Bruges, or Brugge as it is called in Flemish, is possibly the most photogenic city in the world. Summer or winter, wherever you look you see scenes from postcards. With its charming medieval step-roofed houses and imposing churches reflected in the still waters of the canals, it's almost too picturesque to be real.
The historic centre is quite small and contained within a ring of canals, so it's very walkable and easy to just wander through the narrow streets and market squares, exploring the town. To avoid the crowds, try visiting midweek rather than over the weekend, especially during the summer months.
At just three hours from London, with a quick change at Brussels Midi/Zuid on an Any Belgian Station ticket, Bruges has everything for a perfect short break. Whether you're enjoying a romantic horse and carriage tour around the old town with your significant other, sampling the local produce with your chocaholic foodie friends, or exploring the Torture Museum with your Goth teenager, you'll find plenty to appeal in Bruges.
Markt is the main market square in Bruges and the heart of the old town. Traditional medieval step-roof buildings surround a cobblestone plaza, lined with restaurants and bars.
One end of the square is dominated by the Belfort, an 83-metre high belfry with a carillon made up of 47 bells. The building dates back to the 13th century when it was part of a market hall.
If it all seems very familiar to you, the belfry featured quite prominently in the film, In Bruges.
On another side of the square you'll see the imposing, neo-Gothic Provinciaal Hof, between the post office and the Historium. Originally a government building, it's now mainly used for exhibitions and ceremonial occasions.
As a central point between the Hanseatic league 'eastern' states of England, Scandinavia and Germany, and the southern merchants of France, Italy and Spain, Bruges became the biggest trading centre in Northern Europe during the 13th-15th centuries.
The Hansa district is where the foreign traders lived and set up shop along streets known as Spanjaardstraat (Spaniard's Street) and Oosterlingenplein (Easterner's square).
Take a walk through this old quarter to see the mansions of the wealthy merchants, the ornate façade of the old Tollhouse and the atmospheric Jan van Eyckplein, once the old harbour of Bruges, and later named after the painter whose statue stands in the middle of the square.
De Halve Maan brewery dates back to the 16th century and is the only continuously working brewery in Bruges. The brewery is now connected to a bottling plant, two miles away, via the world's first beer pipeline.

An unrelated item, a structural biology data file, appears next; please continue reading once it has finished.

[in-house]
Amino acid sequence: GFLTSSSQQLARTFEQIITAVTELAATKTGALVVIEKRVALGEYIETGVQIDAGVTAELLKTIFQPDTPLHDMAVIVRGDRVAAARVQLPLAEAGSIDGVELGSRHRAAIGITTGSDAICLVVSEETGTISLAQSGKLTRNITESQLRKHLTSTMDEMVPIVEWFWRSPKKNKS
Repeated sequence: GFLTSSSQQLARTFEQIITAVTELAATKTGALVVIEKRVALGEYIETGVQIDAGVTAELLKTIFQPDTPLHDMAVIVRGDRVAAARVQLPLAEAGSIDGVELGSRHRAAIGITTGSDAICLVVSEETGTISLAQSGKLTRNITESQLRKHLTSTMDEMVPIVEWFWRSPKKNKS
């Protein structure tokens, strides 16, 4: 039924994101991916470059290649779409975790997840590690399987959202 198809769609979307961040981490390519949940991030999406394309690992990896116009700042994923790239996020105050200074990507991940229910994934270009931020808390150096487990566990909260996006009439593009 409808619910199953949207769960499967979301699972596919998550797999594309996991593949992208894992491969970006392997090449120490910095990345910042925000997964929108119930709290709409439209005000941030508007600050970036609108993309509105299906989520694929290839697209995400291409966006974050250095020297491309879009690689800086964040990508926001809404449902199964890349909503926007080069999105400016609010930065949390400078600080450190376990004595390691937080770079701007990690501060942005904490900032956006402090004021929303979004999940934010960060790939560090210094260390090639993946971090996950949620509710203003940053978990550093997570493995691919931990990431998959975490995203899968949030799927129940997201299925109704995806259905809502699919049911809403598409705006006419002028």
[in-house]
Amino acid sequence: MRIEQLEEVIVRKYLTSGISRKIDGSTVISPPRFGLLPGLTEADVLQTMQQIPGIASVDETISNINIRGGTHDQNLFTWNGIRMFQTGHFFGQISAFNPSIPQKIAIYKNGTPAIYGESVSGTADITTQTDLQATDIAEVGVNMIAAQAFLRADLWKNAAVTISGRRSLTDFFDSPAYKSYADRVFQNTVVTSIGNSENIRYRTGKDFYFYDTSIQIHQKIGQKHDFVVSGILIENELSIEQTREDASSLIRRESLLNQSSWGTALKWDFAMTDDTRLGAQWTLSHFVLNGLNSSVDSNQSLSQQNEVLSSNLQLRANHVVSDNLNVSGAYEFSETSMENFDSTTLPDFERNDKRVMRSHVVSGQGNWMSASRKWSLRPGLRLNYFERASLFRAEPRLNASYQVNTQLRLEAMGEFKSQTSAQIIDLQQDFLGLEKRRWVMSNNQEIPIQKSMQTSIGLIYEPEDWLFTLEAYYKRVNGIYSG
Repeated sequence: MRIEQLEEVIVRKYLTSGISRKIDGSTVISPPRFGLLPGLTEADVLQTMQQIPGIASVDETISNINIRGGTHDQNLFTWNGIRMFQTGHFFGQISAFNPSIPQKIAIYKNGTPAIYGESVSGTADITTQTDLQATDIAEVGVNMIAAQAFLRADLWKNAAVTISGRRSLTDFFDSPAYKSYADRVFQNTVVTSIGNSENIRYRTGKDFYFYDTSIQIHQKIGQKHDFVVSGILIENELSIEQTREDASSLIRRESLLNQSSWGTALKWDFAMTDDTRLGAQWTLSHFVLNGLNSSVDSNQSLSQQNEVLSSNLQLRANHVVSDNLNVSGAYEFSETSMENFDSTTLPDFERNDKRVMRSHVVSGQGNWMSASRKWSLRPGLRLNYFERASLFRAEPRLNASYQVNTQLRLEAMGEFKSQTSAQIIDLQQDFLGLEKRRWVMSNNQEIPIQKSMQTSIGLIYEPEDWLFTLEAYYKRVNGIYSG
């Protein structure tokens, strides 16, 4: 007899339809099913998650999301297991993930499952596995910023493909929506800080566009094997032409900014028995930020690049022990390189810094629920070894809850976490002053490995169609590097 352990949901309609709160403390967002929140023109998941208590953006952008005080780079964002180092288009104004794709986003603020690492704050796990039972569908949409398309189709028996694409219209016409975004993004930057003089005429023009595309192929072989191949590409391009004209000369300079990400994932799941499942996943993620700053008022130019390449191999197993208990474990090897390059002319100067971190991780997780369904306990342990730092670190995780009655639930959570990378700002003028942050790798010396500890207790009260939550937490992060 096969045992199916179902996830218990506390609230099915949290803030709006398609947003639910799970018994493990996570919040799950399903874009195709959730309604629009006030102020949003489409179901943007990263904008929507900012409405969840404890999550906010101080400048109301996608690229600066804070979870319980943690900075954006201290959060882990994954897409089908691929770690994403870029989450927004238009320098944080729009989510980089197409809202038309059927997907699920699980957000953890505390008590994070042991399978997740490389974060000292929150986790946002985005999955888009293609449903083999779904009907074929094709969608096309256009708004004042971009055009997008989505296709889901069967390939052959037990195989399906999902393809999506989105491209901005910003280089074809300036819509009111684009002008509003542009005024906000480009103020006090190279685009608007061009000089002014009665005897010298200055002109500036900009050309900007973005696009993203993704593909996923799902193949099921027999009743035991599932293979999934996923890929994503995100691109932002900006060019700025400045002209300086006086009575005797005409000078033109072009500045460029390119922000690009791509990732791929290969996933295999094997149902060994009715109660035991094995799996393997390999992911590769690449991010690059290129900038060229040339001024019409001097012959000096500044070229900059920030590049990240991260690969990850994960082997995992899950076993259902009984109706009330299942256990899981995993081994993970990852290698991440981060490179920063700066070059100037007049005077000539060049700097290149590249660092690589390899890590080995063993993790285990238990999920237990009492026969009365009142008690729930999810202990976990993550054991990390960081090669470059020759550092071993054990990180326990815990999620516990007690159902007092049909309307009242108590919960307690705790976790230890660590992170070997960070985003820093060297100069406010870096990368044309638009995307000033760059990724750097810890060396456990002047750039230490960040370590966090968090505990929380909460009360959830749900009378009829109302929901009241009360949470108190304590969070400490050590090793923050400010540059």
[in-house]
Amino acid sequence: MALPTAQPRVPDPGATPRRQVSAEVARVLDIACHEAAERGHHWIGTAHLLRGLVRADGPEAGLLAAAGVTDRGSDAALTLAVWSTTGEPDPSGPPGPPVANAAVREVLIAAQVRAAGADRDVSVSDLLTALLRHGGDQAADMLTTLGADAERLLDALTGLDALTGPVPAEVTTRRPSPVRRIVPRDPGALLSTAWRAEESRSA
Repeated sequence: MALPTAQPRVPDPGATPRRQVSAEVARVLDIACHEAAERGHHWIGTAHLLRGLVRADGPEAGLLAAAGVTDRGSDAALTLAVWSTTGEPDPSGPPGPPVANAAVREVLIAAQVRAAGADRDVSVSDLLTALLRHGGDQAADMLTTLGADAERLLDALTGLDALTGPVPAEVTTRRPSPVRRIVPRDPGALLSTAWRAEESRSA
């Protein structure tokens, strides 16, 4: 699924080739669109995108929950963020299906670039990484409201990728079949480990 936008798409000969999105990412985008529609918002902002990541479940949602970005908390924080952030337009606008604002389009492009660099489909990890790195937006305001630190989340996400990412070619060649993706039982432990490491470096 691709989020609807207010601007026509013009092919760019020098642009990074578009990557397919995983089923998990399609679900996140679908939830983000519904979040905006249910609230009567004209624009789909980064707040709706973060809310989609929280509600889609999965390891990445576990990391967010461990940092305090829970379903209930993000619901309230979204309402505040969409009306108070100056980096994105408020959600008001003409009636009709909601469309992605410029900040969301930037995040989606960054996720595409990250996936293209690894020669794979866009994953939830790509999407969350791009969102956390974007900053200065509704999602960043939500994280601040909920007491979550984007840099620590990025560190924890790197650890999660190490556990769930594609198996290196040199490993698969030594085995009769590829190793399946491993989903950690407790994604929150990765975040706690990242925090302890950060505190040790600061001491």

The pipeline transports the beer under the city to the plant, where it is bottled and shipped, avoiding the need for heavy beer-tanker traffic disrupting the UNESCO World Heritage Site old town.
A brewery tour includes a beer in the price, but be warned it involves some pretty steep stairs up to the roof where there are fabulous views of Bruges, so it's not suitable for everyone. For the less able or willing, head to the tavern where you can sample some of the brewery's Straffe Hendrik and Brugse Zot to wash down your lunch.
If your preparation for a trip to Bruges was to watch the cult 2008 black comedy with Colin Farrell and Brendan Gleeson, you may find things a little quiet. If you're feeling nostalgic for action, the Bruges tourist board have put together a map of the main sites from the film to visit, and it pretty much includes all the town's top sights.
Walk in the footsteps of Ken and Ray as they visit the Groeninge Museum and see The Last Judgement by Hieronymus Bosch, then head to the Rozenhoedkaai, one of the most photographed parts of Bruges to take a boat trip on the canal. Finish with a 366-step climb to the top of Belfort for some fabulous views. Enjoy the tour, but stay out of trouble!
Bruges is all about chocolate, which is apt considering the chocolate-box perfection of the town. The biggest problem you'll have is deciding which chocolates to buy, when there are so many to choose from.
Most places will let you sample before you buy, so you may want to skip breakfast, and lunch, and dinner on the day you tour the chocolate shops.
Some of the better known chocolatiers are Dumon, The Chocolate Line, and The Old Chocolate House, none of which are cheap but which are well worth visiting. If all the sampling piques your appetite to know more about the chocolate-making process, head to Choco Story - The Chocolate Museum, where you can find out all about where chocolate comes from, and watch it being made.